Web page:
Kate and I watched in satisfaction as the storm delivered its payload over Belport. The sweltering heat had helped the storm’s convection cycle faster, dropping copious amounts of rain over the city, but it didn’t develop into a full thunderstorm, which was perfect for what we wanted.
If the storm had gotten out of control, it could have opened a rift as easily as the drought. Wonder what the threshold is for a rift? It seems to be different everywhere. But it’s not like we have gauges we can measure this stuff, on. Still, a strong enough tornado to open a rift in Colorado should be able to in Kansas, but yet it’s not. Is reality in Kansas just stronger? Or maybe it has something to do with the region’s native weather? Kansas is used to tornadoes, so it’s okay, but Colorado’s mountains usually prevent them, so—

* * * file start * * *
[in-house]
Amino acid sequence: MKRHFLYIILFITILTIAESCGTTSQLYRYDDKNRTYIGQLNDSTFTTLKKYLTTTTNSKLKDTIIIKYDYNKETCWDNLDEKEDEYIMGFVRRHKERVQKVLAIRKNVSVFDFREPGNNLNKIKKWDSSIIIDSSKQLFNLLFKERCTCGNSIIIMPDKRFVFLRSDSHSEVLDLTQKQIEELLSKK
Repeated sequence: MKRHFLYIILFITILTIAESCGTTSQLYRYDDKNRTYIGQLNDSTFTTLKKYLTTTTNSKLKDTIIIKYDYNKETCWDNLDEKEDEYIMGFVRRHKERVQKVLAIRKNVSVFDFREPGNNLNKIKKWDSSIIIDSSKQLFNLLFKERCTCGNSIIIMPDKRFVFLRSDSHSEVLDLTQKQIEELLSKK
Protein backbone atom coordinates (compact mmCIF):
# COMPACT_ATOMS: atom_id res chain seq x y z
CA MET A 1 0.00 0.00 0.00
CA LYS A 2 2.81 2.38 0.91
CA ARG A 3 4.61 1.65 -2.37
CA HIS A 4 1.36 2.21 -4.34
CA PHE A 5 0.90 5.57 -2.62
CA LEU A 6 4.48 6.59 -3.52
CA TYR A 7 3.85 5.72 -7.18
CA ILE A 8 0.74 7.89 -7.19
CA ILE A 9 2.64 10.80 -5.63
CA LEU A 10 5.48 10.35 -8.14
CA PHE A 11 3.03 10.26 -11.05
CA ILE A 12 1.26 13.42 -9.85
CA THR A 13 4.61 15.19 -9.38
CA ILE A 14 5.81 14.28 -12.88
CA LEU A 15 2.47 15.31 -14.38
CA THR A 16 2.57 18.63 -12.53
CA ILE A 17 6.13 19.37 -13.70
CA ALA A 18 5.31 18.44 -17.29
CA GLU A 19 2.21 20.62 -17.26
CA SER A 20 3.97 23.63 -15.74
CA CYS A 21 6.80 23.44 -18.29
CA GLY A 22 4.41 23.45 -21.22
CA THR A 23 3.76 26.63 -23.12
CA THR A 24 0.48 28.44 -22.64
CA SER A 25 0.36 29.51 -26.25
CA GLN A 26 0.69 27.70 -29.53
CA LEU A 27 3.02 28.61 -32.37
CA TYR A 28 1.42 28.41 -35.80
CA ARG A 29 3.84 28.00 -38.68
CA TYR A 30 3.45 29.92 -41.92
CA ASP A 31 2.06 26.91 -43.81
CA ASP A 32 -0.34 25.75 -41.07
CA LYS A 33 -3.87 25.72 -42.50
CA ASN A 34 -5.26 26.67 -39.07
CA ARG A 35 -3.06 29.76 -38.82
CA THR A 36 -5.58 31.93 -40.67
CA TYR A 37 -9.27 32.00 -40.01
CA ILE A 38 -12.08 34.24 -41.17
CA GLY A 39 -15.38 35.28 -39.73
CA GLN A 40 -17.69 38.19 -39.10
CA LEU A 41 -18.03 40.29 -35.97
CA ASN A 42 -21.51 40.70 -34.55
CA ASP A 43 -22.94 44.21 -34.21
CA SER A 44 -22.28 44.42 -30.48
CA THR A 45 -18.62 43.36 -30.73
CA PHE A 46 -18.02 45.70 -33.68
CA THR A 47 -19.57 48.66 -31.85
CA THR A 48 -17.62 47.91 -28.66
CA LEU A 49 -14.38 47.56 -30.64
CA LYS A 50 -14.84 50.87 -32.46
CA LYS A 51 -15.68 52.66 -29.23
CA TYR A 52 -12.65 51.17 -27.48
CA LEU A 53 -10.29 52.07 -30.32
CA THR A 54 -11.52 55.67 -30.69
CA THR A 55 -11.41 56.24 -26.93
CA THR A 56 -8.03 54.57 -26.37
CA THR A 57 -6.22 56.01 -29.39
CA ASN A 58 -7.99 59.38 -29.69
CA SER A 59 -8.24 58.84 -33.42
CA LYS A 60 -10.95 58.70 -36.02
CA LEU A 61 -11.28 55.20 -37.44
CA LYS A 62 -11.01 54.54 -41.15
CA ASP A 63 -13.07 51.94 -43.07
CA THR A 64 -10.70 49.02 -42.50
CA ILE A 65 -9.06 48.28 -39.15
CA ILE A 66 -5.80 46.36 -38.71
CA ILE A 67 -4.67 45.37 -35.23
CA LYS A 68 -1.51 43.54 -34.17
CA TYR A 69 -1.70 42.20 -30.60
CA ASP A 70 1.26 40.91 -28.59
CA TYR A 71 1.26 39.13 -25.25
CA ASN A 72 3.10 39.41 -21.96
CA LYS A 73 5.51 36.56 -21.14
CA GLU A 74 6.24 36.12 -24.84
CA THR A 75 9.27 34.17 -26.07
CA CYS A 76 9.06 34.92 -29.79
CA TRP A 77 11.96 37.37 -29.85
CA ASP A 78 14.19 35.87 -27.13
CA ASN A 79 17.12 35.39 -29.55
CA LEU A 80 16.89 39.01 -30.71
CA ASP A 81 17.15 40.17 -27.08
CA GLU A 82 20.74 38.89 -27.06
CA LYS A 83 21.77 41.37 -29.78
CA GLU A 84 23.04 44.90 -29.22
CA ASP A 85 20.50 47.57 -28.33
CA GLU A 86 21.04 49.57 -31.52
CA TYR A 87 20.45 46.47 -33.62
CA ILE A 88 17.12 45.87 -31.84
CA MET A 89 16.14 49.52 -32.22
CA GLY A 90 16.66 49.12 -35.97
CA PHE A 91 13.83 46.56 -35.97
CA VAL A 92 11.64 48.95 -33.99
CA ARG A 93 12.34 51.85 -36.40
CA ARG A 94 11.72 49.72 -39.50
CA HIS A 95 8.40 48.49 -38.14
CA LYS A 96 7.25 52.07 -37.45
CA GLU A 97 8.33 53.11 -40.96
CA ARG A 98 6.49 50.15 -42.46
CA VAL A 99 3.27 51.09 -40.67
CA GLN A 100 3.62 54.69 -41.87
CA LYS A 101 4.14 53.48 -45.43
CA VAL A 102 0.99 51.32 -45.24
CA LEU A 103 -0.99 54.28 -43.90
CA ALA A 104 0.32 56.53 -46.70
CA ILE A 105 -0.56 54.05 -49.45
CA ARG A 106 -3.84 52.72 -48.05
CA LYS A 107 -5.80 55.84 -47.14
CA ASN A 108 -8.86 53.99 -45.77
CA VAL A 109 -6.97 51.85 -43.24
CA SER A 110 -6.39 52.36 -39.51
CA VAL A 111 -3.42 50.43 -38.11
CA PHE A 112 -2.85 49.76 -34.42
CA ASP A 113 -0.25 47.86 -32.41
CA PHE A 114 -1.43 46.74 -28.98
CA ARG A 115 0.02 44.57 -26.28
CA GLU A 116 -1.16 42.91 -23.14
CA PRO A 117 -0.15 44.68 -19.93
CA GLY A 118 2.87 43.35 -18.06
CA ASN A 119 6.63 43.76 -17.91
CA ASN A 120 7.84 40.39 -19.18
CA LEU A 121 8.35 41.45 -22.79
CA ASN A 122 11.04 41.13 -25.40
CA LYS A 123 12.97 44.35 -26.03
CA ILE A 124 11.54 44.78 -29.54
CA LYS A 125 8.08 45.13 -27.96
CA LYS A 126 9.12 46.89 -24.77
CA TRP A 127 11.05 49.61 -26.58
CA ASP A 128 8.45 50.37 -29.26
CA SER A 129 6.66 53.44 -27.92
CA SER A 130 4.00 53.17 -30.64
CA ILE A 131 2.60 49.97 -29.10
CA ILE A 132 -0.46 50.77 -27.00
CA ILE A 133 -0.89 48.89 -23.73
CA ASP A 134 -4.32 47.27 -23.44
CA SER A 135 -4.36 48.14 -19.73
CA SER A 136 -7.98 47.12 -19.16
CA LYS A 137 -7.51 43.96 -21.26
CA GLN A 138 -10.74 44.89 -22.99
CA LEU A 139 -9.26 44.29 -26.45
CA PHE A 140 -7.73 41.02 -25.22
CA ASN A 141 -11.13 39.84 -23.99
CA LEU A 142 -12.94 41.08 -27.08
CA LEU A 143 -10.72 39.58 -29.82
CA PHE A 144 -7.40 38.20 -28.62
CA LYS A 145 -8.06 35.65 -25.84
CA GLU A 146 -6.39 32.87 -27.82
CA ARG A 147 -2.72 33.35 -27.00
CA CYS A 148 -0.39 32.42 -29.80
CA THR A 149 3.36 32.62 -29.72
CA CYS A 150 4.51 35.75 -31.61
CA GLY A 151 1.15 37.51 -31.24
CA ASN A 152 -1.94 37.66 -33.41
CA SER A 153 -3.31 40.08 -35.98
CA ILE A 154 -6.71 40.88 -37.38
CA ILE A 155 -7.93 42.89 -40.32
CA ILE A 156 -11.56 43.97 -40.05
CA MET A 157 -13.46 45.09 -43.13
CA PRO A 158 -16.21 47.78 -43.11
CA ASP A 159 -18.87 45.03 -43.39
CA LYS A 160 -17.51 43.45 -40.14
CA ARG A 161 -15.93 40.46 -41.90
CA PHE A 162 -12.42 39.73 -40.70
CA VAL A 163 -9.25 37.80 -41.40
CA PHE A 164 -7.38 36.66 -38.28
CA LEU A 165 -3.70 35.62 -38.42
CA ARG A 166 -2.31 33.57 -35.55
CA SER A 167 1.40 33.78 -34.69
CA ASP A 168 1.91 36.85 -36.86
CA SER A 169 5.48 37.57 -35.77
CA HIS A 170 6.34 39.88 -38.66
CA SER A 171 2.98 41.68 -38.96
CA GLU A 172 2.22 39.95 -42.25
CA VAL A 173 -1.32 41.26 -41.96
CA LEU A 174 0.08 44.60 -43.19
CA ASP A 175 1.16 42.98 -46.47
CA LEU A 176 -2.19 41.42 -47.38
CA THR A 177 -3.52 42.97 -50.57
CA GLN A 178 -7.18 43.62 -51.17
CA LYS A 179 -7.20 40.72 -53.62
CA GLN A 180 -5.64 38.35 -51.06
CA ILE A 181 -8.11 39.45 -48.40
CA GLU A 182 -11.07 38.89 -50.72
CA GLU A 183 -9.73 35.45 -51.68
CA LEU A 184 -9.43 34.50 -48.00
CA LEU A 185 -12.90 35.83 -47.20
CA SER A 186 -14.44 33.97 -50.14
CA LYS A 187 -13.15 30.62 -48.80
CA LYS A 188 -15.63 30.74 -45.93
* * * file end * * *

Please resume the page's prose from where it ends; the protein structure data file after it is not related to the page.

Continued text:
Kate’s slap to my back killed my train of thought, but I returned her smile.
“Thanks for your help, Reilly. I owe you one.”
I shrugged. “No biggee. I’ll call in the marker some time. So, any idea what caused it?”
She frowned, shaking her head. “No. I’m going to make sure this takes for a few days, maybe a week, then I’m going to start poking around down there to see what happened.
I nodded, then remembered something. “Jack told me he worked with some guy before you got the beat. This guy helped Jack track down a Storm Rider gone bad. God, what was his name?” I slapped the side of my head to get the info to jar loose.
“Alan! Alan something. Alan Matthews? No, that doesn’t sound right. Alan Michaels? I think it was Alan Michaels. Or Michaelson. Something like that.”
Kate took down the name in her phone, then grinned. “Thanks. I’ll look him up.”
“Sure thing. Call again if you need something.”
I took a few steps away, then summoned a lightning bolt from the cloud, riding east, back towards Tornado Alley.